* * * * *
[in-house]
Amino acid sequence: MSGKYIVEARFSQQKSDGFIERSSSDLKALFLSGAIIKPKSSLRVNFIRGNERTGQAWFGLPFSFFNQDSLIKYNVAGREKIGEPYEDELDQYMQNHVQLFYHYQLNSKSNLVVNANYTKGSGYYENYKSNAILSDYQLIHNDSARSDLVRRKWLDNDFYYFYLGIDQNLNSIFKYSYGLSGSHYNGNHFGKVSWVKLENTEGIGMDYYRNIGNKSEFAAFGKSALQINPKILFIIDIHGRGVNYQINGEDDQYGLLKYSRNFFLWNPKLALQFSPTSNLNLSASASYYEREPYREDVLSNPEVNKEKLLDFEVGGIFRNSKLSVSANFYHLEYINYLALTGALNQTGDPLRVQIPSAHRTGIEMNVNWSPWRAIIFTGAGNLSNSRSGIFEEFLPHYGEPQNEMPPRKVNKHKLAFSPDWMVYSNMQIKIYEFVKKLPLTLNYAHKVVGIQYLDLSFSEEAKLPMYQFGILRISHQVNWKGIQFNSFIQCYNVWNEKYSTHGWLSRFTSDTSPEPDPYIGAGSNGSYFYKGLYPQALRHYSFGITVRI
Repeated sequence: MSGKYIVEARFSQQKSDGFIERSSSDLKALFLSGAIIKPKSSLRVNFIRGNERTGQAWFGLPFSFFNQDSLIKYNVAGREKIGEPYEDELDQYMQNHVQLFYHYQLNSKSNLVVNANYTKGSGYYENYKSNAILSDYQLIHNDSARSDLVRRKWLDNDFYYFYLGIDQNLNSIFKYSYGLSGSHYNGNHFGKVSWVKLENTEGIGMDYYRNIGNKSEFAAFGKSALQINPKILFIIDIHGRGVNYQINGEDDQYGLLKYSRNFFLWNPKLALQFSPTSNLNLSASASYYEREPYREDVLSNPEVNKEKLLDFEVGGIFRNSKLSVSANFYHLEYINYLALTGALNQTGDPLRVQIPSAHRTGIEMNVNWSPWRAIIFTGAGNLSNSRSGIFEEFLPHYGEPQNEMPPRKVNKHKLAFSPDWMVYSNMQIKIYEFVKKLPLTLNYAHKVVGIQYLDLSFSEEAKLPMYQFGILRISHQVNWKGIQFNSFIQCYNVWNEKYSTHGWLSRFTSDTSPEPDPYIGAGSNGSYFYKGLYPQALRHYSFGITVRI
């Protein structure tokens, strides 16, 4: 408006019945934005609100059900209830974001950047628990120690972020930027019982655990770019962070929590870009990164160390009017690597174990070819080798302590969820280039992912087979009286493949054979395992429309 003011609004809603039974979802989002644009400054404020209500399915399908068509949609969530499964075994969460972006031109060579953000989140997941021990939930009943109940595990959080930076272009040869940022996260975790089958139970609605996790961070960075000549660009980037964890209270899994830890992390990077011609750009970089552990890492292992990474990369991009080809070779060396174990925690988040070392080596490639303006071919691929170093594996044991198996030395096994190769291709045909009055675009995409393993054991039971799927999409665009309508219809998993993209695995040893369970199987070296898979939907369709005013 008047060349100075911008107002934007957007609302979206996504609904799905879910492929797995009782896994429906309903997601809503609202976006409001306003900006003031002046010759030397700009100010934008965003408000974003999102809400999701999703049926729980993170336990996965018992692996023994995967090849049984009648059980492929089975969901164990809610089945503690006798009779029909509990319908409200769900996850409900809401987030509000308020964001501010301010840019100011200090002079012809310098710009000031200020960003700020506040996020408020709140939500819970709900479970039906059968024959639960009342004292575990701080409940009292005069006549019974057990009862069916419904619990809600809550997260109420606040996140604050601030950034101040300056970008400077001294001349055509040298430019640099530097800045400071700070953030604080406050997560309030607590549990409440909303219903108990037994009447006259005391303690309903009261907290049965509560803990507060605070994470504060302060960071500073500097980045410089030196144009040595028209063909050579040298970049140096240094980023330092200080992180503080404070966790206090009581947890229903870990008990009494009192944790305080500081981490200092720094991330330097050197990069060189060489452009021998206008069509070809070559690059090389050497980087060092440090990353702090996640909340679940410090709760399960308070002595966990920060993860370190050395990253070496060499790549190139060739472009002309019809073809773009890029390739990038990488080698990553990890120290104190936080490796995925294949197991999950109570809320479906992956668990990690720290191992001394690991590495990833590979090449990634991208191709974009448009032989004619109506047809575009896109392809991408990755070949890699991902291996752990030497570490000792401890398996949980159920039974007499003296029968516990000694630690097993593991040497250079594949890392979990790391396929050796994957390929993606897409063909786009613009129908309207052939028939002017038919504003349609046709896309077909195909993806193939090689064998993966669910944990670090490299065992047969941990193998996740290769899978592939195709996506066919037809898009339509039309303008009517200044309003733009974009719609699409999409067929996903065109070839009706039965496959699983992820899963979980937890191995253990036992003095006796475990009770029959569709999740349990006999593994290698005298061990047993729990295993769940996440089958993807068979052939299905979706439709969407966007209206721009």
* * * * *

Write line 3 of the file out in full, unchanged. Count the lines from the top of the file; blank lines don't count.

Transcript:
Repeated sequence: MSGKYIVEARFSQQKSDGFIERSSSDLKALFLSGAIIKPKSSLRVNFIRGNERTGQAWFGLPFSFFNQDSLIKYNVAGREKIGEPYEDELDQYMQNHVQLFYHYQLNSKSNLVVNANYTKGSGYYENYKSNAILSDYQLIHNDSARSDLVRRKWLDNDFYYFYLGIDQNLNSIFKYSYGLSGSHYNGNHFGKVSWVKLENTEGIGMDYYRNIGNKSEFAAFGKSALQINPKILFIIDIHGRGVNYQINGEDDQYGLLKYSRNFFLWNPKLALQFSPTSNLNLSASASYYEREPYREDVLSNPEVNKEKLLDFEVGGIFRNSKLSVSANFYHLEYINYLALTGALNQTGDPLRVQIPSAHRTGIEMNVNWSPWRAIIFTGAGNLSNSRSGIFEEFLPHYGEPQNEMPPRKVNKHKLAFSPDWMVYSNMQIKIYEFVKKLPLTLNYAHKVVGIQYLDLSFSEEAKLPMYQFGILRISHQVNWKGIQFNSFIQCYNVWNEKYSTHGWLSRFTSDTSPEPDPYIGAGSNGSYFYKGLYPQALRHYSFGITVRI